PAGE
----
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Comment 69 of 209, added on May 18th, 2007 at 11:52 AM.
i love this poem man
tu mam from United States
Comment 68 of 209, added on May 10th, 2007 at 4:54 PM.
I think this poem has to do with having sex that was supposed to be saved
before marriage but was pleasing at that time.
Darkdestea from United States
Comment 67 of 209, added on March 27th, 2007 at 9:06 PM.
feel what the writer feels,I guess perhaps he just want to say"sorry"
Comment 66 of 209, added on March 20th, 2007 at 5:12 PM.
WILLIAM CARLOS WILLIAMS IS A GOD
Andy Blake from United States
Comment 65 of 209, added on March 5th, 2007 at 11:55 PM.
This poem relates to me the importance of sharing; whether it be love
between one another, or even fruit for a meal in the morning for the two or
many. The author may be sorry he ate the fruit both of them would share,
which brings up even more analytical points about lost love, lust, and
abandonment but I don't wish to go into that.
This is a man who wants to be Forgiven though he is not sorry, but he I
think he would not be hurt if his wife was angry with him.
Katie! from United States
Comment 64 of 209, added on March 1st, 2007 at 1:34 PM.
I think it interesting how a few of the more recent posters attribute some
malevolence to the narrator of this poem. I have loved this poem for a long
time and that never ocurred to me. From the tone and the beautiful
sensuality of it I have always had the impression that the note-writer and
it's intended reader love each other very much, and that the writer knows
the reader will forgive him. He just couldn't help himself from eating the
luscious fruit. She/he will understand, even though she probably wanted the
fruit for herself, and be happy that he enjoyed it so. He owns up to what
he did, though perhaps he coild have gotten away without that, and by so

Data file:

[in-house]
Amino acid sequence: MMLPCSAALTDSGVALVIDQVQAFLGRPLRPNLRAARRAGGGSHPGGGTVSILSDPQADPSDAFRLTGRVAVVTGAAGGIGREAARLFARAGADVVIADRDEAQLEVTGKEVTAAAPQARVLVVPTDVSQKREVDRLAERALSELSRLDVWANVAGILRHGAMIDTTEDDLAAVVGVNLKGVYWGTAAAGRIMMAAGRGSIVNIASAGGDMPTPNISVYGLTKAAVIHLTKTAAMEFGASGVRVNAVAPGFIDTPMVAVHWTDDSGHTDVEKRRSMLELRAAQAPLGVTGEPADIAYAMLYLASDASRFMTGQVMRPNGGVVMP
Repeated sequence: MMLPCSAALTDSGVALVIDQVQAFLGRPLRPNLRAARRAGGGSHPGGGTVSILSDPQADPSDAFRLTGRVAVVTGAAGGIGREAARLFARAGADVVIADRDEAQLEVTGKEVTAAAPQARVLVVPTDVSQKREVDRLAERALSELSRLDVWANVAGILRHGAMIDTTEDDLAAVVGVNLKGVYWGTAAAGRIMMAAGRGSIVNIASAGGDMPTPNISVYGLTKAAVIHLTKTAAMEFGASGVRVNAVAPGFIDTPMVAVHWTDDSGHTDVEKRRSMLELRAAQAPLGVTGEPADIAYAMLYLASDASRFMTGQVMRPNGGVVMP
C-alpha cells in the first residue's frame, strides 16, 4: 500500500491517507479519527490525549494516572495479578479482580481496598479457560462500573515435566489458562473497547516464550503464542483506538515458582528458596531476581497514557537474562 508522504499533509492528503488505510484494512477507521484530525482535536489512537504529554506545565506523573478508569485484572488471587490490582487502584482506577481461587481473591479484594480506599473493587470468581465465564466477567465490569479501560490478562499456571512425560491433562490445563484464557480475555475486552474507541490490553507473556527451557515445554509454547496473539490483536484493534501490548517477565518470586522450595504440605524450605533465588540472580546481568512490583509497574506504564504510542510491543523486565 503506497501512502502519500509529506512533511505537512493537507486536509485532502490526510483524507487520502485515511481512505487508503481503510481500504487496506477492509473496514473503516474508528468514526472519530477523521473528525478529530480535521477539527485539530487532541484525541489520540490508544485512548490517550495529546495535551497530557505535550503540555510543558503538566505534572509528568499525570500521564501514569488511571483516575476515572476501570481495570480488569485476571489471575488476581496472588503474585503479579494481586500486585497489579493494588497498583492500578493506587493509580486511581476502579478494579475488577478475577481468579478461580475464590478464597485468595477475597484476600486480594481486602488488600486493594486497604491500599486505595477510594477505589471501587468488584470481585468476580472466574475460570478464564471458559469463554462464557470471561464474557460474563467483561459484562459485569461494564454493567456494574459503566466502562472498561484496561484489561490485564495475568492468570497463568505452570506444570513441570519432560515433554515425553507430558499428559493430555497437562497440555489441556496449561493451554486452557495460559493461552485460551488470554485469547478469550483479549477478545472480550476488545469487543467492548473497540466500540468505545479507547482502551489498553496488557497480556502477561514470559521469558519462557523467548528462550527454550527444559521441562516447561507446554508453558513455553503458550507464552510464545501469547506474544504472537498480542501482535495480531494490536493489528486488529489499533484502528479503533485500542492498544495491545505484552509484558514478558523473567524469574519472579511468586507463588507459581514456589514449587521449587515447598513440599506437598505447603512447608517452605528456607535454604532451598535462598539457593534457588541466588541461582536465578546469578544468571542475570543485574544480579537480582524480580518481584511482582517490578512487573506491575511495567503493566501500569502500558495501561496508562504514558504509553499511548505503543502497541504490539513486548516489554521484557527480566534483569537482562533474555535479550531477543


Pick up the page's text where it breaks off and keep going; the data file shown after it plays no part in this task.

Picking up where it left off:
doing he shares some of his experience with her and so gives it back to her
in a way.
I can't say that one interpretation is better than another, though I'll
admit I like mine more!
Glynis from United States
Comment 63 of 209, added on February 23rd, 2007 at 3:38 PM.
Read "Variations on a theme by William Carlos Williams" by Kenneth Koch...a
wonderful parody! Just as simple/lovely as the original in its own twisted
Christina from United States
Comment 62 of 209, added on April 29th, 2006 at 2:42 PM.
this poem is just awsome, just a few words, a commonpace situation , a
note on the fridge...and this feeling of trangression, this is just
lustful! he apologies but doesn't regret at the same time.simple words but
the right ones, I pictured myself,facing this huge white frige with note
stuck on it...
Emma from France
Comment 61 of 209, added on April 20th, 2006 at 8:15 AM.
There is a wealth of information we can infer directly from the words of
the poem, without having to resort to WCW's Imagist inclinations or his
We know, for instance, that the author of the note expects it to be read
and soon - he has some sort of relationship to the reader that allows them
to share access to the icebox. We know that the author has enough
information about the reader that he knows what she was thinking about
having for breakfast.
There are some questions that the poem begs - Why would a genuinely
contrite plum-thief describe how much joy his larcenous perfidy brought
him? If he's not genuinely contrite - and I submit that he is not sorry at
all - then why leave a note? Why start it so cavalierly? If he and the
intended recipient were so close as to share an icebox and therefore likely
a home, would the pilfered plums really be a noteworthy issue?
I suggest that this is the last note from one lover to another. Either the
man is leaving her for another woman or she's discovered a faithless
indiscretion and chucked him out and he's decided to go like a barbed
A note such as this could be devestating - subtle and incisive.
It says: "I want you to know it was me. I did this. And I did it to you. I
knew when I did it that you didn't want it to happen. And I loved it."
The ambiguity of the plum reference is, in my opinion, intentional. By
forcing the reader to consider and reconsider the crime of the stolen
fruit, it forces her to ask who is both sweet and cold? "Is it me?" she
might ask. "Am I sweet but cold? Is the other woman sweet but cold? Was he
sweet but cold?" These thoughts would be a puzzle providing continuous
temptation to draw the reader into thinking about the event again and
again, like a stone skipping over a lake of cold realisation that he is
from United Kingdom
Comment 60 of 209, added on April 17th, 2006 at 7:17 PM.
The simplicity of William's crime, eating the plums, just exeplifies the
lack of sincerity in the apology. He was probably trying to show how
apologies are more of execuses than anything else. The speaker isn't sorry
he ate the plums, which is obvious in his description of them, but he
probably doesn't want his friend mad at him. Maybe William's was sick of
getting lame apologies so he wrote this simple poem...
Jenn Webb from United States
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